15. Thanks Frank. I did get images of the latest flower and, hopefully, get a better understanding of the flower anatomy and breeding mechanisms. This time there was pollen and the anthers were not dehydrated and expired. Now I can see that the anthers are located at the apex of the corolla just below the petals and not low in the corolla like I thought originally, assuming all flowers are the same. The closed stigma was still developing positioned just below the anthers. The flower with one quadrant dissected to the ring of hairs. This is my view of the flower structure: It appears the unci delaminate and split leaving the upper portion open in quadrants forming the inward pointing hooks and appearance of an open flower. The lower portion of the petal delamination has an exposed cell granular surface capping off the flower; with the apex of the inner floral cavity portion remaining fused. The flowers have never opened so far on this plant. I am hoping this makes sense. Cut-away of a petal quadrant exposing a pollen sac. I have been comparing the M.tuberosa "pulvinata" drawings by Rosemary Wise to this plant, good artwork, all of it, and the flowers of this plant look different. They almost look like they have M. tuberosa "papuana" influence. With this new flower the anthers are not located in the characteristic location for M. tuberosa "pulvinata", just above the ring of hairs and are located high in the corolla. In the first flower I opened, the breeding mechanism did not seem facilitative of self fertilization, with the anthers maturing and expiring before the stigma was open and fully developed ( protandry ). I'm not sure if there is a fertilization "window" to self pollinate, but I have a creative idea to image this. In this new flower, with active anthers and pollen, the closed stigma is just below the anthers. The ant species scouting around this plant have been known to take refuge in plant cavities naturally, and is not a stinging species. I can get an image and the species name of the ants too. Perhaps not a species of ant the plant would encounter in nature but they love this plant. My guess is the debris on the flower tops is the ant refuse pile made of excavated fragments from within the alveoli cavities. I will have to look closer.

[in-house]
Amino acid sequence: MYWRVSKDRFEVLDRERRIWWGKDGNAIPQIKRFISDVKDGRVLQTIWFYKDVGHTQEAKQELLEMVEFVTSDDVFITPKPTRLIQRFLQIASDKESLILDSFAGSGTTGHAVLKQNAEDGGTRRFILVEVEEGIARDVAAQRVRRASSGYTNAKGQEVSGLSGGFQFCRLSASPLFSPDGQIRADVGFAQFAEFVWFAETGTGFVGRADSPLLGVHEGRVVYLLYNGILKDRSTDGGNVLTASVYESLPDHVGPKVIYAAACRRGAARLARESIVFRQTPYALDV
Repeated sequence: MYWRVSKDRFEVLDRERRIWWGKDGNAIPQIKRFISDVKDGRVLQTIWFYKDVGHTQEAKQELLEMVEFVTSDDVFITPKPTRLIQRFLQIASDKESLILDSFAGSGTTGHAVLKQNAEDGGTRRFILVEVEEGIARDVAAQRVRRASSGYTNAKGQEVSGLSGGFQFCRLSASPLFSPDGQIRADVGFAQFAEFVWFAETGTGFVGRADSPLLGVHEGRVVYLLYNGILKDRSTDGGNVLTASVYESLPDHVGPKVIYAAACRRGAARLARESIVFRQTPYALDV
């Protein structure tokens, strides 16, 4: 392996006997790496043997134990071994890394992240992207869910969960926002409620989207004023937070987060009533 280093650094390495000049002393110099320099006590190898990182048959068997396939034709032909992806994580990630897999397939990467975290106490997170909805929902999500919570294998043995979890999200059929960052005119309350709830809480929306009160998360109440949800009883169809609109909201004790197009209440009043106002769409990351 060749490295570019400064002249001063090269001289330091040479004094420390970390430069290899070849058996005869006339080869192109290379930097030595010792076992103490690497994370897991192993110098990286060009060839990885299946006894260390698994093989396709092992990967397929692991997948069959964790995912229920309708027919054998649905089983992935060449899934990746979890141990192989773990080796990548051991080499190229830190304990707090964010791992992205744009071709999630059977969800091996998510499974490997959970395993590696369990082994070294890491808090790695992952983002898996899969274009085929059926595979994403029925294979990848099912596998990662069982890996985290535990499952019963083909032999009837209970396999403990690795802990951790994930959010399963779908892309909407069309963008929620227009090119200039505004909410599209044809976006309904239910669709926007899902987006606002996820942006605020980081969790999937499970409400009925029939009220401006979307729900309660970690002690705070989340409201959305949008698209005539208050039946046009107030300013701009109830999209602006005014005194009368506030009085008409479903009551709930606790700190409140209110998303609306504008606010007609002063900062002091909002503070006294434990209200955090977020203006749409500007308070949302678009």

16. A link with tuber images of Solanopteris brunei. http://herbario.up.ac.pa/Herbario/herb/vasculares/view/species/9027